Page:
Ministry of Defence UK
About: Mark Taylor - Former Global Supply Chain, Logistics & Operations Executive
Mr. Mark Taylor has over 29 years of international senior board-level experience across multiple industries & sectors. Heavily focused on large-scale Transformation, Business Change & Continuous Improvement, delivering Operational Excellence to both the public and private sectors. A proven leader, with an acknowledged record of achievement in meeting demanding objectives in multi-£M strategic Supply Chain planning. Wholly responsible for the strategic management, financial acquittal, and auditing of multiple, multi-£Bn inventory & accounts (£1Bn+) & responsible for over 1500 personnel (FTE). Mark had conceptualised the procurement, roll-out & Continuous Improvement of multiple high value (multi-£M) Transformation projects. With a consistent history of large-scale successful strategic and operational Business Change Management, simultaneously managing stakeholders, multiple supplier relationships & contracts, implementing and adapting change to the highest standard, with meticulous attention to detail, on time, in scope and within budget. This, when coupled with his unquestionable loyalty and dedication has helped the UK Government to maintain its premier position in the global marketplace. Professionally & academically accredited at the very highest level, from world-leading universities (top 2%) & Chartered organisations. Finalist for the "Business Leader of the Year" at the British Ex-Forces in Business Awards 2018. Mark is an intelligent, articulate International Chairman, keynote speaker, BBC commentator & multi-award-winning published author which, when coupled with his limitless drive culminates in truly exceptional results.
1. Why is there a need to think more strategically about talent management?
Increasing competition in the global marketplace and the ever-growing skills gap has made it extremely challenging to find the right candidate at the right time. Acquiring the talent organisation’s need to reach their objectives is much more complex than simply posting a job vacancy or promoting the next-in-line.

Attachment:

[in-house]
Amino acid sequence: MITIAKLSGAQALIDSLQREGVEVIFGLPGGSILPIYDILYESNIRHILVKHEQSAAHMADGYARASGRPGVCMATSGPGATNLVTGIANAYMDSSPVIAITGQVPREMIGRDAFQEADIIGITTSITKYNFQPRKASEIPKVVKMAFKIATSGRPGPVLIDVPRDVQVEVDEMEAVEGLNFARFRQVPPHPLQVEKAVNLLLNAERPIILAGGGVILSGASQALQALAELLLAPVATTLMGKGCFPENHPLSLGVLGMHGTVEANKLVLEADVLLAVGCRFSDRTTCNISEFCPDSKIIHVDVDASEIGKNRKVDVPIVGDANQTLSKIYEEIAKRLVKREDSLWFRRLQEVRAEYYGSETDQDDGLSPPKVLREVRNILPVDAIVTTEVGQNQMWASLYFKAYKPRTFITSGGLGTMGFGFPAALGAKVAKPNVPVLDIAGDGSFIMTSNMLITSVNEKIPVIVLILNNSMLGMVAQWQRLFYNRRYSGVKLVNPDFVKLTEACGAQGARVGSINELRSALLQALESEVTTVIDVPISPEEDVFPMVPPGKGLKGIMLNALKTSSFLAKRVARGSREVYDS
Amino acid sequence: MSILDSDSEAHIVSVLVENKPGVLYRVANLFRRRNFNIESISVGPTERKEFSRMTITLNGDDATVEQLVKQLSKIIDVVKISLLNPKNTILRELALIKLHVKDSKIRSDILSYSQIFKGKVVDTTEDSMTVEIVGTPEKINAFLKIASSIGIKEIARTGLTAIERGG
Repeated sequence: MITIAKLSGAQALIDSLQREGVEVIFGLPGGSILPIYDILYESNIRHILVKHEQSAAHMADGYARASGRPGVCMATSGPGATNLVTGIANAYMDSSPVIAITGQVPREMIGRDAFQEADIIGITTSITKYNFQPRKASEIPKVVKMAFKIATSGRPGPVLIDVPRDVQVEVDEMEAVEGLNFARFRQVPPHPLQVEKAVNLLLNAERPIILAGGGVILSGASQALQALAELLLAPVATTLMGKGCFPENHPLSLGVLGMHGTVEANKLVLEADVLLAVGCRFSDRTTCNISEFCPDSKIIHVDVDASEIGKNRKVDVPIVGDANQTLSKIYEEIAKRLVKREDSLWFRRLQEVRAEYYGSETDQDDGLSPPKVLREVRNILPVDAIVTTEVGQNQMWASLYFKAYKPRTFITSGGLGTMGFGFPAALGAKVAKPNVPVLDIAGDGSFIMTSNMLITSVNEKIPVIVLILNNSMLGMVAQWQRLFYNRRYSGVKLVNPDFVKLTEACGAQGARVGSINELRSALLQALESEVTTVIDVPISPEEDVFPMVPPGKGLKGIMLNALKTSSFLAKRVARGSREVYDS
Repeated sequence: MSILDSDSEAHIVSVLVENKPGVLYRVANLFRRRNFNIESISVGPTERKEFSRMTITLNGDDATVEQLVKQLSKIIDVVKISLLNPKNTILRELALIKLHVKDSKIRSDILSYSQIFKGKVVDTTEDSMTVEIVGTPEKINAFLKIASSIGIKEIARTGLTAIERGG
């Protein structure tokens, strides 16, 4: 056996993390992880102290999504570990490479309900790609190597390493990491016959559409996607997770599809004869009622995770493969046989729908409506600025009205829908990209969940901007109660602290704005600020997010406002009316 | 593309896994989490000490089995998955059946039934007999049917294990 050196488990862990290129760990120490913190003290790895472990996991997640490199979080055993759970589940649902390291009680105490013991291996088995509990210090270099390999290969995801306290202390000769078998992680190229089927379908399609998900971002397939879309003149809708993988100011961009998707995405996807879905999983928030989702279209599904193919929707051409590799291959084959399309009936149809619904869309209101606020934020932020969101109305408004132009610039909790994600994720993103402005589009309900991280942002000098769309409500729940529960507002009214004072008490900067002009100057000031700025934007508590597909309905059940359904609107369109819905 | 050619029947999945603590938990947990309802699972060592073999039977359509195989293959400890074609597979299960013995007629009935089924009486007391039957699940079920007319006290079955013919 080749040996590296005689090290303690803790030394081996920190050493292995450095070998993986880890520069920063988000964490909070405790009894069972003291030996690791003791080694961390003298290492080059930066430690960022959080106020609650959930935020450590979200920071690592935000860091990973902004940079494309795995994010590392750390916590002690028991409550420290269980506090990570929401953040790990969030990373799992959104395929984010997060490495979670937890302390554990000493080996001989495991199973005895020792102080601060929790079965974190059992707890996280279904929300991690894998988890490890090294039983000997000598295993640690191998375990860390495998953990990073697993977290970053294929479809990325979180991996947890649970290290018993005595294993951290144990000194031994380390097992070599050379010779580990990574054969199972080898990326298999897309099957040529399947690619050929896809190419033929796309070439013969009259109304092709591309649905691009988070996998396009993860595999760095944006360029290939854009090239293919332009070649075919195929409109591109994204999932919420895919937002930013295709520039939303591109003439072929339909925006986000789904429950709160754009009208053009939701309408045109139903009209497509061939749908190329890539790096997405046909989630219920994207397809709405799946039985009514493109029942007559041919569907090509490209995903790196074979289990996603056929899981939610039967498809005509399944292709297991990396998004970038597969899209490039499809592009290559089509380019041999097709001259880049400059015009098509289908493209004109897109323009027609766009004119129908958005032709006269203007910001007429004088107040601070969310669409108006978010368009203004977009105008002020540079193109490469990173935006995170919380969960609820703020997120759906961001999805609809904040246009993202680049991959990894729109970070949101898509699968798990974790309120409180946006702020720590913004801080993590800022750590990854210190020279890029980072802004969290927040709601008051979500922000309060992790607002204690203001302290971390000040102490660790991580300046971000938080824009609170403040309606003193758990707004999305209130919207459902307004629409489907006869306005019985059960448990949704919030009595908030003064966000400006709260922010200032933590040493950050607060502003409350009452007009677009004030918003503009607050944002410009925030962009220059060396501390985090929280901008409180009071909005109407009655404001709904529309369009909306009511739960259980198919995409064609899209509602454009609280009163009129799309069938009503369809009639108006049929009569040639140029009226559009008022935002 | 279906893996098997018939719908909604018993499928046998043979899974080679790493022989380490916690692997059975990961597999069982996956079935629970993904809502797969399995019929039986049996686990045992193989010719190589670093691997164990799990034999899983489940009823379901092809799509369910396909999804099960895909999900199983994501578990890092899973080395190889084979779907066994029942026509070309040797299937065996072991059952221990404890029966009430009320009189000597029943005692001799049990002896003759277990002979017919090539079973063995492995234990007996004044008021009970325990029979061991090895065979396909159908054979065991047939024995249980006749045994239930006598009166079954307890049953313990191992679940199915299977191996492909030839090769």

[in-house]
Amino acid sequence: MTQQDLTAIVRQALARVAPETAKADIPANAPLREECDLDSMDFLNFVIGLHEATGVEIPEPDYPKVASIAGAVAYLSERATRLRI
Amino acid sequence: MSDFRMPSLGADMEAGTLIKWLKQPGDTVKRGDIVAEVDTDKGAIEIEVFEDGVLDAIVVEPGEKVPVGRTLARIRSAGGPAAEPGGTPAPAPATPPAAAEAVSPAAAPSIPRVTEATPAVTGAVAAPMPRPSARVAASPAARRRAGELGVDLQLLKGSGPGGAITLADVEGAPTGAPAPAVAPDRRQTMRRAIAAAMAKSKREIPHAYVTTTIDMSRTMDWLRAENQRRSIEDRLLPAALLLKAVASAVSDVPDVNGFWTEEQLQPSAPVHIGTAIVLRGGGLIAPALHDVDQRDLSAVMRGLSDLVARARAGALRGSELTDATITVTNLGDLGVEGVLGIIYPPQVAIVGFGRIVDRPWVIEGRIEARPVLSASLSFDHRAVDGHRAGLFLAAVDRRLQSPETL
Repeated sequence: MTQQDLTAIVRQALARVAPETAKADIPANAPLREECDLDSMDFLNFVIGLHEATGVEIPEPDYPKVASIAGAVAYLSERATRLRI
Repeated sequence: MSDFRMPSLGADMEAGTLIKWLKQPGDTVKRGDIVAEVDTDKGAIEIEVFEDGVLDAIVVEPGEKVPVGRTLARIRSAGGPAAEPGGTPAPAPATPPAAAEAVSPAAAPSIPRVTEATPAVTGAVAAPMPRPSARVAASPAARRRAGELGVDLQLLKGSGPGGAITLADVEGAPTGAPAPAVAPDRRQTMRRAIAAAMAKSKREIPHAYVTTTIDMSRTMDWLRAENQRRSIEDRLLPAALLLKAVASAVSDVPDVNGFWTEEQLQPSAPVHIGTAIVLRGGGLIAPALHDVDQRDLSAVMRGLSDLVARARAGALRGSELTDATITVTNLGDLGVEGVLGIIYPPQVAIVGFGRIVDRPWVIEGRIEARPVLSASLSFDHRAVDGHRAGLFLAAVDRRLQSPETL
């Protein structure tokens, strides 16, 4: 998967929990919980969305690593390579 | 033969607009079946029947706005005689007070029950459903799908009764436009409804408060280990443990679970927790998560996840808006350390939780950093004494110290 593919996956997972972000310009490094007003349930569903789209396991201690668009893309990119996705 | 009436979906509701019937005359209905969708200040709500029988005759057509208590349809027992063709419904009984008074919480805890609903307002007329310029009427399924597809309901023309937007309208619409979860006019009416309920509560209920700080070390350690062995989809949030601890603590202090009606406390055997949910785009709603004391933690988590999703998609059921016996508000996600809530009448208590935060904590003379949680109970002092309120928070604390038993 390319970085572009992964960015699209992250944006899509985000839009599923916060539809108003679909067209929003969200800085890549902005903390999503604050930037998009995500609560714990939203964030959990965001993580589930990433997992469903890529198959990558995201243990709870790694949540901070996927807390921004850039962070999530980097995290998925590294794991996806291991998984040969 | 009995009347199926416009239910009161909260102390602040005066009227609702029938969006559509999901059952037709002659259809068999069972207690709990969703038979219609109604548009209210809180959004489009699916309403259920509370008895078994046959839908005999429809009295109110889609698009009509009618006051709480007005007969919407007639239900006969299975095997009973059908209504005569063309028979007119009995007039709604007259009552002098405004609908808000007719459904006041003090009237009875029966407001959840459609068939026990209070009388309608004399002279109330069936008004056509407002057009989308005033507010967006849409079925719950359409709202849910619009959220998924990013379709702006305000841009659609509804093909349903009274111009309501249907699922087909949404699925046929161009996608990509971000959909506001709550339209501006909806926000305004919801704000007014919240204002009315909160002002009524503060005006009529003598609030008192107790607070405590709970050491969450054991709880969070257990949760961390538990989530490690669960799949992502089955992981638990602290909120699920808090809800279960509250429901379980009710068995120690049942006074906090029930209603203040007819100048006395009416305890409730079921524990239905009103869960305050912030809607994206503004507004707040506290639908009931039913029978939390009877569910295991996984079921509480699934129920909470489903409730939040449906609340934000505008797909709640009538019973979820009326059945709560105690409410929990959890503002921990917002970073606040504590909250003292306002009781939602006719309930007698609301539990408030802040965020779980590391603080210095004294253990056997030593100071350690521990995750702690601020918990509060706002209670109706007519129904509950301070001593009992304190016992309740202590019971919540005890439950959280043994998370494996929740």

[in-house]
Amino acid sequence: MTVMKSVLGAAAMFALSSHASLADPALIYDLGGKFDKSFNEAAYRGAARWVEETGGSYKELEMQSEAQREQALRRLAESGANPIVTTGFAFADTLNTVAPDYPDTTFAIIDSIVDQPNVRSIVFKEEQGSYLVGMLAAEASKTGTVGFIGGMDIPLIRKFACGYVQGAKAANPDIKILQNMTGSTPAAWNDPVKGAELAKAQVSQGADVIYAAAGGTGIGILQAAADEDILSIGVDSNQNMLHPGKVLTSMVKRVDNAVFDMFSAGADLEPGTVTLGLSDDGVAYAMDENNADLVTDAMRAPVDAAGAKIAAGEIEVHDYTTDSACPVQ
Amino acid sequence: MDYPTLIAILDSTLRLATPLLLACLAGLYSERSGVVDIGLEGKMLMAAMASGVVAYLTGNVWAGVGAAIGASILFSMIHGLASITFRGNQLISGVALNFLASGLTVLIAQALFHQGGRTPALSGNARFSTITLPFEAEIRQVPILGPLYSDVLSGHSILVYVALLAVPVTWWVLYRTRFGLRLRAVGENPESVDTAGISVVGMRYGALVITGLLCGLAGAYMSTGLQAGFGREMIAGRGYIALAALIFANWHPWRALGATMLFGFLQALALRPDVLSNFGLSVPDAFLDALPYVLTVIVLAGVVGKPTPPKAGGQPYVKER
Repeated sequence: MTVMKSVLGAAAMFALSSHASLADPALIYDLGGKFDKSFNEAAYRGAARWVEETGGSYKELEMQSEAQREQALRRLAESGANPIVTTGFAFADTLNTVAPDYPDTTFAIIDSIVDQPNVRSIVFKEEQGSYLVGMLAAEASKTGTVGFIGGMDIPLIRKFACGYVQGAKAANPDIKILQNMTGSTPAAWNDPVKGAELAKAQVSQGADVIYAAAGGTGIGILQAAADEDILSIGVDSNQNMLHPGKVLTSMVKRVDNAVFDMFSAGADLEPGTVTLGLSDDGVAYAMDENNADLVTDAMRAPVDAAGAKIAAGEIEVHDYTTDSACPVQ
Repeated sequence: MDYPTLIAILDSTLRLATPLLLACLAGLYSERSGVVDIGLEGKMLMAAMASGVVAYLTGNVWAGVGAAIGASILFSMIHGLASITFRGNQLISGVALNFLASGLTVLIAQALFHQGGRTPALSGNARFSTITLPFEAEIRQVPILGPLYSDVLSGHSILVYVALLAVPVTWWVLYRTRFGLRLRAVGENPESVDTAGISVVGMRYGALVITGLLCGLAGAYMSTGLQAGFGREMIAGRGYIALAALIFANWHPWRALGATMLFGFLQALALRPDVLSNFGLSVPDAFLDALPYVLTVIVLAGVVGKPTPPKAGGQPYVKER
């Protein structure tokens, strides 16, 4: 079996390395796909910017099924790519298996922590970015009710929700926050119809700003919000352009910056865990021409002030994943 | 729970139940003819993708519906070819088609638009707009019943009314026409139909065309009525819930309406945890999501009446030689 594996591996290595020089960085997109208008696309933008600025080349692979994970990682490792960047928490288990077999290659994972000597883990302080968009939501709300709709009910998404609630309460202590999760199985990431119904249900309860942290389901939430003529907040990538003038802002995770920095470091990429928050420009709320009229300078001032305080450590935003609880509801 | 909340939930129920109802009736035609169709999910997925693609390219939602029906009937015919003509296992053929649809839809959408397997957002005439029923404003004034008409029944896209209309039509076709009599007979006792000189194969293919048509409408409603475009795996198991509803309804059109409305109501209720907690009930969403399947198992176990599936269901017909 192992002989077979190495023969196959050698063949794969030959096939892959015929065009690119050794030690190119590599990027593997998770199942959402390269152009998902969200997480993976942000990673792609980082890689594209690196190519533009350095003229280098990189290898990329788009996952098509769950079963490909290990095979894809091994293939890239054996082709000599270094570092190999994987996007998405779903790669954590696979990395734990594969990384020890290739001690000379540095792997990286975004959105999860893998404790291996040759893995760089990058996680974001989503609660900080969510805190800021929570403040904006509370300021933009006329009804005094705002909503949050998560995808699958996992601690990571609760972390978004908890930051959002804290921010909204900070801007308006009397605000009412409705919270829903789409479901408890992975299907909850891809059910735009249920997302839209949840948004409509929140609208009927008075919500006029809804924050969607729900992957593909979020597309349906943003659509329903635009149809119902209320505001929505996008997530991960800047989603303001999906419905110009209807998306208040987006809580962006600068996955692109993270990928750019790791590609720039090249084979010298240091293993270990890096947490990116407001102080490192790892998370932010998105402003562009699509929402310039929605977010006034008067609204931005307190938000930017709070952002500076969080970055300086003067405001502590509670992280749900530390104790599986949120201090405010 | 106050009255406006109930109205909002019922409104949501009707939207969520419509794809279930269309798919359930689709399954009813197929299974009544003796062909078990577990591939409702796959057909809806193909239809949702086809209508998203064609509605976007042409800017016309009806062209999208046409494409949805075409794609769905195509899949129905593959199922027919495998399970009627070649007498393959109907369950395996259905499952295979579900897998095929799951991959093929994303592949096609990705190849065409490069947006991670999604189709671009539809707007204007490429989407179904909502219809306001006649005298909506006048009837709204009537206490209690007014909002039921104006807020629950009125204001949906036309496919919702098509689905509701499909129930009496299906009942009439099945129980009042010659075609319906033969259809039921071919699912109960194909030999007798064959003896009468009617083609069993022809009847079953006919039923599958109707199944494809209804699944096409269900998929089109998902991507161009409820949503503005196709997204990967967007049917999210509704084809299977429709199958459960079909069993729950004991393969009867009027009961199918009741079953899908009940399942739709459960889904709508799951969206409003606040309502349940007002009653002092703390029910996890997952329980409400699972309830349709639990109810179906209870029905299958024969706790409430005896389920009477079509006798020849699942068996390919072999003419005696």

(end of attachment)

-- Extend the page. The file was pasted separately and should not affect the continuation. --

In order for a defence organisation to make its mission a reality, it must identify candidates who have the right skills, the right experience, and are the right cultural fit. Today, hiring and developing the right talent is the single most important component in achieving strategic and operational goals. Organisations that have the best-in-class approach to talent acquisition do tend to reap significant benefits compared to organisations that do not have the same focus.
The key to inciting a workforce to greatness is to align talent management with organisational strategy, that way organisations can define consistent leadership criteria across all their functional areas, and identify specific competencies, such as analytical, technical, education and experience, to cultivate for continuing increases in operational capacity.
2. Why are companies under investing in their staff?
Investment in personnel by organisa-tions is almost always driven by the economic environment in which it operates. At a first glance, organisations might think investing in employee training during economically challenging times would be counter-intuitive because it requires a significant monetary investment and thus increases costs. What organisations save in the lack of investment in the short term is very nearsighted, and they will suffer in their operational long-term output if their talent is not invested in the correct manner.
As professional logistics organisations they should have one core product and that is the talent and expertise of their people. If organisations do not invest in the development of their professionals, it would be akin to a manufacturer not upgrading equipment, yet still expecting improved productivity.
3. What are the right skills staff currently need to succeed?
The supply chain management area has evolved from a loose affiliation among functions such as purchasing and logistics to an integrated, all-compassing and cross-functional discipline. Consequently, the extensive knowledge and skills required in the supply chain vocation has changed drastically. The top five skills currently in demand are communication, organisation and planning, teamwork and interpersonal, IT and problem solving skills.
From purely a defence perspective, the utilisation and reliance on complex Logistic Information Systems (LogIS) currently employed by defence and the military, has created an IT skill void. What were once seen as mainly junior roles in procurement and logistics are now considerably more complex, where even the most organic employee is required to operate multi-million LogIS. The reliance on such systems requires employees with significantly higher IT proficiency that has been seen in the past.